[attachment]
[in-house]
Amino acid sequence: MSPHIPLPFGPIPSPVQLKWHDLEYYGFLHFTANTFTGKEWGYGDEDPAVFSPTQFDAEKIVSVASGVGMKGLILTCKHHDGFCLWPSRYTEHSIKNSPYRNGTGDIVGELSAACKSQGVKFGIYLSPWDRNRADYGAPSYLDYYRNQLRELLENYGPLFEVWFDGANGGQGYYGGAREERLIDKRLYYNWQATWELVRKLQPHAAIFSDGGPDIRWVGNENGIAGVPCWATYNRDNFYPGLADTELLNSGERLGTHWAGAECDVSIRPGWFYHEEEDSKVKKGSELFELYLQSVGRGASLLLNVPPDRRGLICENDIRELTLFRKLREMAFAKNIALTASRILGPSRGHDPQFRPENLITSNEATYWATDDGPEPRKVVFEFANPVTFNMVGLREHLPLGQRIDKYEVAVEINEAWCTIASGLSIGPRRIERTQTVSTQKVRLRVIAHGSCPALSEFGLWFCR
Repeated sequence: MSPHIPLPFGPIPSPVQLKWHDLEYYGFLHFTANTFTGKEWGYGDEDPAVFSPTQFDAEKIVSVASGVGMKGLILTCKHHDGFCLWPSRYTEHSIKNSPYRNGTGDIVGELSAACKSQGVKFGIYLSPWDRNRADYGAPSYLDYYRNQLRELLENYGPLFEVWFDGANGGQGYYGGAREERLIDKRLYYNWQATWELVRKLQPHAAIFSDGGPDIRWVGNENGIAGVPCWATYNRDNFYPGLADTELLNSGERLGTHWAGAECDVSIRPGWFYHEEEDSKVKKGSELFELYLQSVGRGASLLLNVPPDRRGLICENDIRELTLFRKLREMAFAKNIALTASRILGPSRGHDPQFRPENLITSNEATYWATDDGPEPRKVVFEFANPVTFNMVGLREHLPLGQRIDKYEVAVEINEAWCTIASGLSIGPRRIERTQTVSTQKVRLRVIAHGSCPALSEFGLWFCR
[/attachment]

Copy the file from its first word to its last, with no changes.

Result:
[in-house]
Amino acid sequence: MSPHIPLPFGPIPSPVQLKWHDLEYYGFLHFTANTFTGKEWGYGDEDPAVFSPTQFDAEKIVSVASGVGMKGLILTCKHHDGFCLWPSRYTEHSIKNSPYRNGTGDIVGELSAACKSQGVKFGIYLSPWDRNRADYGAPSYLDYYRNQLRELLENYGPLFEVWFDGANGGQGYYGGAREERLIDKRLYYNWQATWELVRKLQPHAAIFSDGGPDIRWVGNENGIAGVPCWATYNRDNFYPGLADTELLNSGERLGTHWAGAECDVSIRPGWFYHEEEDSKVKKGSELFELYLQSVGRGASLLLNVPPDRRGLICENDIRELTLFRKLREMAFAKNIALTASRILGPSRGHDPQFRPENLITSNEATYWATDDGPEPRKVVFEFANPVTFNMVGLREHLPLGQRIDKYEVAVEINEAWCTIASGLSIGPRRIERTQTVSTQKVRLRVIAHGSCPALSEFGLWFCR
Repeated sequence: MSPHIPLPFGPIPSPVQLKWHDLEYYGFLHFTANTFTGKEWGYGDEDPAVFSPTQFDAEKIVSVASGVGMKGLILTCKHHDGFCLWPSRYTEHSIKNSPYRNGTGDIVGELSAACKSQGVKFGIYLSPWDRNRADYGAPSYLDYYRNQLRELLENYGPLFEVWFDGANGGQGYYGGAREERLIDKRLYYNWQATWELVRKLQPHAAIFSDGGPDIRWVGNENGIAGVPCWATYNRDNFYPGLADTELLNSGERLGTHWAGAECDVSIRPGWFYHEEEDSKVKKGSELFELYLQSVGRGASLLLNVPPDRRGLICENDIRELTLFRKLREMAFAKNIALTASRILGPSRGHDPQFRPENLITSNEATYWATDDGPEPRKVVFEFANPVTFNMVGLREHLPLGQRIDKYEVAVEINEAWCTIASGLSIGPRRIERTQTVSTQKVRLRVIAHGSCPALSEFGLWFCR